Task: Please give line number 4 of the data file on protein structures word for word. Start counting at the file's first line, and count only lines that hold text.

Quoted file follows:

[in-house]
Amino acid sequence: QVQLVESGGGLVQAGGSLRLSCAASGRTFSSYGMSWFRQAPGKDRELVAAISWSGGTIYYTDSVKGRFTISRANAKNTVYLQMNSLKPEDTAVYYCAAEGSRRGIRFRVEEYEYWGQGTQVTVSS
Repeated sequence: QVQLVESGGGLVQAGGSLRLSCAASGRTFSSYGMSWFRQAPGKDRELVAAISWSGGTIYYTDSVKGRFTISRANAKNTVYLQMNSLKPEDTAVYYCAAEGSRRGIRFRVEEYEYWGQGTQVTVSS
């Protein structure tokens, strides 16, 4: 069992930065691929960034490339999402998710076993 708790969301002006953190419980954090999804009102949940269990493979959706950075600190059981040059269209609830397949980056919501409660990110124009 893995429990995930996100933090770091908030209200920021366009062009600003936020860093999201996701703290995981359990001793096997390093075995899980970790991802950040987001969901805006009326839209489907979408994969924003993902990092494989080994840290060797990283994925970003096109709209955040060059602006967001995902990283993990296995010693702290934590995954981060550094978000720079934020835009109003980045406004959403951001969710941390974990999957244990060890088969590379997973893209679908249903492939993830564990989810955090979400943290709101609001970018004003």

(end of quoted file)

């Protein structure tokens, strides 16, 4: 069992930065691929960034490339999402998710076993 708790969301002006953190419980954090999804009102949940269990493979959706950075600190059981040059269209609830397949980056919501409660990110124009 893995429990995930996100933090770091908030209200920021366009062009600003936020860093999201996701703290995981359990001793096997390093075995899980970790991802950040987001969901805006009326839209489907979408994969924003993902990092494989080994840290060797990283994925970003096109709209955040060059602006967001995902990283993990296995010693702290934590995954981060550094978000720079934020835009109003980045406004959403951001969710941390974990999957244990060890088969590379997973893209679908249903492939993830564990989810955090979400943290709101609001970018004003």